YENG Guiao’s eyes almost popped, and there was a palpable mixture of awe and envy in his voice, after he was told of how unbelievably good the future looks for pro league minnow Barako Bull.
“Seven first-round picks over the next two years?” an incredulous Guiao asked. When told that it was true, the veteran Rain or Shine coach paused for one moment, perhaps to take stock of what he had just heard, then snapped: “That’s money in the bank.”
Yes, you read it right, too. Barako Bull has seven first-round picks in the PBA rookie draft spread over the next two years – prized possessions which could turn the pro league’s oldest team at the moment into the most talented and promising in two years’ time.
That is, if the team plays its cards right.
Actually, the first-round picks should have been eight, had Barako Bull management not traded one 2013 first-round pick to San Mig Coffee for point guard Josh Urbiztondo, just the latest in several perplexing deals the team has entered into, most of them with San Miguel-owned ballclubs.
Still, seven first-round picks could leave any pro league coach salivating, especially since these can be used over a period when blue-chip prospects like 6-11 Greg Slaughter, Ateneo teammate Kiefer Ravena, La Salle's Jeron Teng, and perhaps UAAP MVP Bobby Ray Parks are expected to make themselves available for the draft.
“That’s a fantastic situation to be in,” said Meralco coach Ryan Gregorio. “Especially since you’ll be exercising the picks at a time when there are a lot of thoroughbreds entering the draft.”
After getting involved in several trades over the years, Barako Bull ended up holding the rights to the 2013 first-round picks of Barangay Ginebra, Petron, Meralco, and league newcomer Global Part, the pick which the Energy traded to San Mig Coffee for Urbiztondo.
The Energy Cola also own the right to exercise the first-round selections of Talk ‘N Text, Petron, and San Mig Coffee in 2014, aside from their own.
In his most conservative estimate, Guiao said any team is capable of turning into a legitimate contender “in two to three years” if it uses those first-round picks wisely.
“You can have a very competitive team in two to three years if you play your cards right. The talent and the potential will surely be there, but you have to wait a while until those young players get accustomed to playing in the pro ranks before you start winning,” said Guiao.
Gregorio feels it may take even a shorter time, considering how quickly young players of this generation – more so those emerging from top-notch college programs or the Smart Gilas set-up for the national team – have made their presence felt in the pro league.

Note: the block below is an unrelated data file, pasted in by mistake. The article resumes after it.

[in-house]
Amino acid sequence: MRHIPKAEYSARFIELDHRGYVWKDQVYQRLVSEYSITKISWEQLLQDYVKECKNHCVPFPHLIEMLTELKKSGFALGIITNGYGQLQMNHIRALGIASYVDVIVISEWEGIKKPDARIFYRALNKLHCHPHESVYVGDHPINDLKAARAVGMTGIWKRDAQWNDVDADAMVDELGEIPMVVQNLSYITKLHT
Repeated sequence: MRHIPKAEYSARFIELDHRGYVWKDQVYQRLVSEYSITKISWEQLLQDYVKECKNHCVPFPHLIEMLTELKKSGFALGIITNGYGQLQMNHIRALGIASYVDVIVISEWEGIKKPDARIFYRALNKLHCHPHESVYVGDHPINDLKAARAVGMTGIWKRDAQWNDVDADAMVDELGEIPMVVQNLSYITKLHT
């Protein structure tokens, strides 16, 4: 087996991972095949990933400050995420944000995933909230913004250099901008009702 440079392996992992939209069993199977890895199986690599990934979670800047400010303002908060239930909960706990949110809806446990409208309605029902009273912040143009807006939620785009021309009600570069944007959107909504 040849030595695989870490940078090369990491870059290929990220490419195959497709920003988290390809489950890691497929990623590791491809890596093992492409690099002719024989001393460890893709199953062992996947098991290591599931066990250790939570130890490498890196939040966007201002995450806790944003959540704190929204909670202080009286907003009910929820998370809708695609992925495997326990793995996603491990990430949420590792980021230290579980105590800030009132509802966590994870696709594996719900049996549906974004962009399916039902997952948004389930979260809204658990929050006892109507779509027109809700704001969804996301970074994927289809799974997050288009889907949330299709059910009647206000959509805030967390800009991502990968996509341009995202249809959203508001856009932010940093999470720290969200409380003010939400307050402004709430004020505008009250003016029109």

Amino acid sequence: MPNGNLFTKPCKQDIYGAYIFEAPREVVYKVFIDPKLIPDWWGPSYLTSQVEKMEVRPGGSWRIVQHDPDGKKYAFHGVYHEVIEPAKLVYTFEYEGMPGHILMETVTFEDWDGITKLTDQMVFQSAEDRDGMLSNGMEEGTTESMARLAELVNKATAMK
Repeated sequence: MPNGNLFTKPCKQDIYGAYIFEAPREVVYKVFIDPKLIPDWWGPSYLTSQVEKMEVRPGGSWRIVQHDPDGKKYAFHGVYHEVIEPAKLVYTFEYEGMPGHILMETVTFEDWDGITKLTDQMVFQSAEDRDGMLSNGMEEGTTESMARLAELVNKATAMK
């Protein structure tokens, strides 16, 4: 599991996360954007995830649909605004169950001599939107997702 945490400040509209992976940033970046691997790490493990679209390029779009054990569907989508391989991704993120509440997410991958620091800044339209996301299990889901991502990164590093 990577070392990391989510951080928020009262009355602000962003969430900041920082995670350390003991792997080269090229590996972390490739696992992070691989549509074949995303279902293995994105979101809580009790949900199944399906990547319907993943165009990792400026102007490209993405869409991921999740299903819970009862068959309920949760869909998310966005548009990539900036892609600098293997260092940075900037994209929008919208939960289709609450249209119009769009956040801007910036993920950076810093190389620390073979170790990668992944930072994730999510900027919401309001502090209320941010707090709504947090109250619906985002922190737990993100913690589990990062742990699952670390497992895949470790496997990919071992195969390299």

“Look at [Marcio] Lassiter and Chris Lutz. Or even Paul Lee, na hindi man naglaro sa Gilas. Ang mga batang players ngayon, magaganda na kaagad ang mga fundamentals at skills kaya they can really make a ready impact pag-akyat nila sa PBA,” said the Bolts coach.
Granting these first-round draft picks take a longer time to adjust to the standards of the pro league, the smaller salaries rookies command can give Barako Bull enough leeway under the salary cap to sign top veterans who can either lead the way for the team while the young players mature, or play the role of mentor to the rookies, or both. Salaries of rookies are capped at P150,000 on the first year of their contracts and P225,000 on the second.
“If you have those players picked over two years, you won’t have any problem with the salary cap up to the third or fourth year of their stay with the team,” said Guiao, who had won three league titles with Barako Bull during the franchise's glory days in the league.
Barako Bull has since fallen on hard times, but it can certainly be the team of the future if it opts to rebuild over the next two years. But the question is, will it choose to go down that path?
Trades which one coach casually described as “beyond comprehension” have given Barako Bull an odd collection of players, most of them past their prime. Over the last offseason, the team ended up losing the lone remaining top-value player in its roster, Willie Miller.
Its ownership situation is also uncertain, with the team dogged by constant accusations of collusion with teams owned by San Miguel. Even its coach, Junel Baculi, may end up elsewhere at the end of the season, having been aggressively courted by Global Port owner Mikee Romero over the last few months.
"Hindi ko alam," said Guiao, when asked if his former team will go down that road and opt to rebuild. "That's something we have to see."